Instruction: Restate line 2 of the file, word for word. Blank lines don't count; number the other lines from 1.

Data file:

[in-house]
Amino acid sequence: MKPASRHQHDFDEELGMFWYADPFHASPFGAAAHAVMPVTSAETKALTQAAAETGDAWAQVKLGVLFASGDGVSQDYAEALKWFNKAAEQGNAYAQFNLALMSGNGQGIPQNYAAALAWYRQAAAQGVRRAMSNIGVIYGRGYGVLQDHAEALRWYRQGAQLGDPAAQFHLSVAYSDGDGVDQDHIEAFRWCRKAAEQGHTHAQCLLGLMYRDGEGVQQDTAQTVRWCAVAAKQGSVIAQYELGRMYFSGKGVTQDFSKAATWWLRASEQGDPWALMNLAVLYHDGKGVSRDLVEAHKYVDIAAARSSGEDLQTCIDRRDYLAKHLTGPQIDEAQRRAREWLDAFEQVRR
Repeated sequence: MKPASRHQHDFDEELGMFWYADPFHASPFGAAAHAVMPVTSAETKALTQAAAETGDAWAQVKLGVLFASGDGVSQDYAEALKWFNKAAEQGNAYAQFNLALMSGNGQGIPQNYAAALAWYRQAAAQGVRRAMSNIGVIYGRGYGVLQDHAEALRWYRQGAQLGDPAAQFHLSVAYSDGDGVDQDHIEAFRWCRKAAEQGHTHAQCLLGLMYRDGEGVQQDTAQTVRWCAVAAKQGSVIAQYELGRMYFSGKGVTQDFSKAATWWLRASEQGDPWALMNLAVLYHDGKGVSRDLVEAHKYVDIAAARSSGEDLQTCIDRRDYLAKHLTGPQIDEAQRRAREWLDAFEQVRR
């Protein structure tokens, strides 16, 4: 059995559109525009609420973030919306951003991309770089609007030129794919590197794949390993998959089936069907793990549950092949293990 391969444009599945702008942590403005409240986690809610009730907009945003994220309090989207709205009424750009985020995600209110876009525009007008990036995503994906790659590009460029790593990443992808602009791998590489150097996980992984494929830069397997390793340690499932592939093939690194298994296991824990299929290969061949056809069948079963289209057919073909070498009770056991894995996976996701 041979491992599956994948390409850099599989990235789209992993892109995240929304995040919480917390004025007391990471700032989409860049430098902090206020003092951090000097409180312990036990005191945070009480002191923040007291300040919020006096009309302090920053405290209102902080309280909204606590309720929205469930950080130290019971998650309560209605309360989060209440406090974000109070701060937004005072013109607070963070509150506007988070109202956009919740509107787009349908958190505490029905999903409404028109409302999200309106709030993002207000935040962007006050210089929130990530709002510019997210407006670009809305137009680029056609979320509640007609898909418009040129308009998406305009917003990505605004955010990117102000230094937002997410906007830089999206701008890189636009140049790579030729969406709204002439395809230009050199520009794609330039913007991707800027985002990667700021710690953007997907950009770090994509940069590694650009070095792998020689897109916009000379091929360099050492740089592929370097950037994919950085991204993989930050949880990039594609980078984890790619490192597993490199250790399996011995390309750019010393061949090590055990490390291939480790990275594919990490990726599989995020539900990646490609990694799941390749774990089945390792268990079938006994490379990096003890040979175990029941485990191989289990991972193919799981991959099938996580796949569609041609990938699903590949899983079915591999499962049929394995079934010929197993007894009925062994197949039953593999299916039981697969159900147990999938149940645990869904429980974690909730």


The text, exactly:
Amino acid sequence: MKPASRHQHDFDEELGMFWYADPFHASPFGAAAHAVMPVTSAETKALTQAAAETGDAWAQVKLGVLFASGDGVSQDYAEALKWFNKAAEQGNAYAQFNLALMSGNGQGIPQNYAAALAWYRQAAAQGVRRAMSNIGVIYGRGYGVLQDHAEALRWYRQGAQLGDPAAQFHLSVAYSDGDGVDQDHIEAFRWCRKAAEQGHTHAQCLLGLMYRDGEGVQQDTAQTVRWCAVAAKQGSVIAQYELGRMYFSGKGVTQDFSKAATWWLRASEQGDPWALMNLAVLYHDGKGVSRDLVEAHKYVDIAAARSSGEDLQTCIDRRDYLAKHLTGPQIDEAQRRAREWLDAFEQVRR